Will the reformulation of 2,4 Dinitrophenol evolve into a turning point in the global battle against a fatty liver?
Despite an ominous past, researchers have given an outlawed diet drug from the 1930s hope for resurrection. In addition to potentially reversing diabetes, 2,4 Dinitrophenol may also eliminate a fatty liver.
In general, drugs that cause more harm than good become banned substances – a consequence intended to protect humans from harm. Banning a drug typically relegates it to the grave, rendering it useless. Despite the good intentions of drug regulating agencies, a banned drug’s future disease-curing potential is seldom discovered.
About a Fatty Liver
Estimated to affect between 10 and 46 percent of American adults, fatty liver disease is the most common liver disorder in Western industrialized countries. A fatty liver (steatosis) is one of the most common reasons for abnormal liver blood tests. The liver is actively involved in processing fat. Normally, the liver alters the form of fat in the blood, manufactures fat and metabolizes fat. When any aspect of these fat-related jobs becomes unbalanced, fat droplets can accumulate in the liver.
Although steatosis rarely causes any major problems, about 10 to 20 percent of those affected go on to a more advanced form of fatty liver known as nonalcoholic steatohepatitis (NASH). NASH is a serious illness in which inflammation and scarring can provoke cancer and liver failure. Currently, there are no medications available to treat steatosis or NASH.
About 2,4 Dinitrophenol
Originally used as an industrial chemical and explosive, 2,4 Dinitrophenol (DNP) gained notoriety during World War I. This chemical was used excessively by French munitions workers during that time, and heavy exposure to DNP was linked to weight loss. A 1931 study released by Stanford University clearly stated DNP’s effects on shedding body fat, and drugmakers began including DNP into diet pills. It didn’t take long for DNP to reveal its hazards, which included cataracts and death. By 1938, the U.S. Food and Drug Administration (FDA) banned DNP because of the numerous fatalities it caused.
Scientists believe that DNP works by inhibiting ATP (adenosine triphosphate) molecule. ATP is used in transporting energy within the body’s cells. Your body:
- converts adenosine diphosphate into ATP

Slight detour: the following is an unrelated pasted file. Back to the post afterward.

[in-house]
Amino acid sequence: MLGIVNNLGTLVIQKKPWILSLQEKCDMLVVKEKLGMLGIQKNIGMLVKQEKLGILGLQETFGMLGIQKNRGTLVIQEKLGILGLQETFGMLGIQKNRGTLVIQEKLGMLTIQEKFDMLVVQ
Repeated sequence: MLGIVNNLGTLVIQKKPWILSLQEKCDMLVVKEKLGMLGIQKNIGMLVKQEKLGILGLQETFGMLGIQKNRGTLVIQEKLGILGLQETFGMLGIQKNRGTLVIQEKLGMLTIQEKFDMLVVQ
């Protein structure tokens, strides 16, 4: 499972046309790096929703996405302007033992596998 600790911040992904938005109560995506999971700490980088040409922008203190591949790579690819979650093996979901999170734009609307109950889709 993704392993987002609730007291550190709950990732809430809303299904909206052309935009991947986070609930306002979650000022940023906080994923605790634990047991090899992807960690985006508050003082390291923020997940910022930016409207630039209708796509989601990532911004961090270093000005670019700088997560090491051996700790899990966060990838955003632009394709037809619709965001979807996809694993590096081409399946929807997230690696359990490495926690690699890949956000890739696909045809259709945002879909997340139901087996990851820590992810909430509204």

- converts ATP back to adenosine phosphate after it is used
2,4 Dinitrophenol inhibits this energy transportation process. The excess energy is expelled as heat – which burns up to 50 percent more calories than usual. The overall effect of DNP is that this chemical increases body temperature and metabolic rate – sometimes to a fatal level. However, new research breathes a second chance into this chemical that the U.S. government once branded “extremely dangerous and not fit for human consumption.”
Hope for DNP
Skipping over the obvious danger of overheating to the point of death, DNP demonstrates an extremely valuable ability. DNP alters the activity of mitochondria (the cellular component where ATP is manufactured), forcing the body to burn fat. In addition, this banned chemical has been found to boost insulin sensitivity. People with a fatty liver and/or diabetes often have insulin resistance, a condition where cells don’t respond normally to the hormone that controls blood sugar levels. By boosting insulin sensitivity, DNP improves blood sugar levels.
Researchers from Yale University decided to design a safer version of DNP that would retain its benefits. First, researchers tried to limit the effects of the drug by creating a version that is active mainly in the liver. As reported in a 2013 study, this version of the drug was about one-tenth as toxic as standard DNP while reducing fat in the liver and improving insulin sensitivity. Nonetheless, scientists yearned for even more encouraging results.
Then, a 2015 study published in the journal Science documented the results of a slow-release version of DNP. Their work could be a turning point in the global battle against a fatty liver:
- By reducing the amount of drug in the bloodstream at any one time, the slow-release DNP is safer than the original banned substance.
- When fed to rats that consume a fat-laden diet and develop their own version of a fatty liver, the slow-release drug slashed their liver fat levels by about 90 percent.
- Rodents that consumed the slow-release DNP also saw improvements in their insulin sensitivity and blood glucose quantities.
- In rats with NASH, the slow-release DNP reduced fibrosis, the scarring that can cause cirrhosis and liver failure.
- Slow-release DNP also reversed diabetes in affected rats.
- The researchers determined the slow-release version to be safer than the liver-targeted version of DNP.
Although there is a long way to go before DNP is resurrected and approved, the slow-release version represents an exciting possibility for the millions of people trying to restore a healthful balance of fat within their liver.
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